Embracing quirky kids

Here’s to the kids who are different,

the kids who don’t always get A’s.

The kids who have ears twice the size of their peers,

and noses that go on for days.

 I recently ran a weekend camp for girls in 3rd-5th grade, and it was fascinating and disturbing to hear some of them relate stories about being seen as quirky. These were “normal” girls who weren’t being judged for traditional, obvious reasons like skin color, ethnicity, or disabilities; it was for more subtle causes. The troubling part was how it was starting to affect their friendships and confidence.

Jaine had been labeled as gifted since kindergarten, and now in 5th grade she spends one full day a week at the “gifted center” with other exceptional students in her district. Jaine has always felt more comfortable talking with older kids and adults, kind of like many only children feel. She takes her schoolwork seriously and hates the petty dramas that play out amongst her peers. And so she feels left out and alone a lot.

Here’s to the kids who are different, DSCF6853

the kids they call crazy or dumb.

The kids who don’t fit, with the guts and the grit,

who dance to a different drum.

Tess considers herself an artist; she loves to paint and draw and put all kinds of scraps together to make sculptures. She is a keen observer who sees the world a bit different than her peers. Tess has a high level sense of humor and is a fascinating conversationalist. She too hates how immature girls in her class act, and usually spends her time with one close friend.

Mia loves pokeyman and comics and video games. She connects better with the guys in her class who share her interests. This has put her at odds with the girls in her class, who are jealous of her relationship with the guys and who constantly taunt her with “boyfriend” remarks.

We called Molly “Little Gandhi” all weekend because of how deep, sensitive, and soulful she was. She stays out of the gossip and drama that is rampant in her school, and this puts her out of the loop with most of the girls. This angel spends many recesses alone or helping teachers in the classroom.

The weekend away from all the friend drama was a breath of fresh air for these girls, and they melted into our nonjudgmental, accepting environment. Every girl needs to be appreciated for what she brings to her class, friendships, and the world. That is the value of having ”circle time” for girls to get real, honest, and vulnerable with each other. Sharing their story and hearing how many other girls can relate to it and to their feelings is so healing. Once girls put aside superficial judgments, they discover how much more they have in common than differences.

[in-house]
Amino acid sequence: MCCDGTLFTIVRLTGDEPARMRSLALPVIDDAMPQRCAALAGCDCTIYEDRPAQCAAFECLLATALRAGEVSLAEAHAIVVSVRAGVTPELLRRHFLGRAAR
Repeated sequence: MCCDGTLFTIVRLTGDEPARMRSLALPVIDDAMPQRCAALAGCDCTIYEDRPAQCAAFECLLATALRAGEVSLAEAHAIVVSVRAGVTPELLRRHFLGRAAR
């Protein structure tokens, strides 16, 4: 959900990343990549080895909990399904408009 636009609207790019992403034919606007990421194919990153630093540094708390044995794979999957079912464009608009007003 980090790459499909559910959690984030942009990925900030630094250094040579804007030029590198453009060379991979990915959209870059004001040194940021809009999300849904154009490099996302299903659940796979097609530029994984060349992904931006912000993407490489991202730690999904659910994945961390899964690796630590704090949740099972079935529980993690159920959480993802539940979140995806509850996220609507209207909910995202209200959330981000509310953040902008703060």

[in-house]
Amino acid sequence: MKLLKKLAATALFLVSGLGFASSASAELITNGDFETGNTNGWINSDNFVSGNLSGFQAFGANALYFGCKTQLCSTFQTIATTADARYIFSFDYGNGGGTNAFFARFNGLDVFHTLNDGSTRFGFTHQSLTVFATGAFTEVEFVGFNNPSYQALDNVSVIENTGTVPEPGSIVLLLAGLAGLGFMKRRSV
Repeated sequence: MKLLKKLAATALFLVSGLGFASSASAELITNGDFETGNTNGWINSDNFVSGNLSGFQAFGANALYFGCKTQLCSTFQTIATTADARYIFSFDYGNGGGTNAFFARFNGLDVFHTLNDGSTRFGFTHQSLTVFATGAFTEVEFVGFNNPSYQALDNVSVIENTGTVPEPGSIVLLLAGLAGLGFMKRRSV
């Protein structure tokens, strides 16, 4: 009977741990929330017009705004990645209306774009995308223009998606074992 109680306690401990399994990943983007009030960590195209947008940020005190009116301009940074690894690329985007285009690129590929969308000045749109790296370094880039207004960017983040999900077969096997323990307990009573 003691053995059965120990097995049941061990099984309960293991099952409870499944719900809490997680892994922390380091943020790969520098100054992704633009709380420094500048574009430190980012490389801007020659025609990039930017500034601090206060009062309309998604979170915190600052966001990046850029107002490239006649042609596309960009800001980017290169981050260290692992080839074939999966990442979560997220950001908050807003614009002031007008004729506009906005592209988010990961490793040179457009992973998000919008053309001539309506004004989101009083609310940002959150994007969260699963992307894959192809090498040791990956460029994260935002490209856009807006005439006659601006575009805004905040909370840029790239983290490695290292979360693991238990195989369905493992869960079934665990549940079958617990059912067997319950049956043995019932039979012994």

Here’s to the kids who are different,

the kids with a mischievous streak.

For when they have grown, as history has shown,

it’s their difference that makes them unique. Digby Wolfe

Many eminent women who have made a difference in the world, women like Eleanor Roosevelt, Madame Curie, Margaret Meade, and Georgia O’Keeffe, also were considered quirky kids who didn’t quite fit the mold. They spent time in childhood developing their talents, emerging from adolescence with confidence in their abilities. They found more friends who could relate with them as they got into later high school and beyond, as peers caught up with their level of maturity. I believe that will hold true for the girls I met at my camp as well.

But we can do better than that. Provide spaces in the classroom and outside of school for girls to share their stories and connect at deeper levels so they can develop close connections and self-confidence right from the start. Adults love these kids. Let’s make sure they are appreciated for who they are by their peers as well.

 

 

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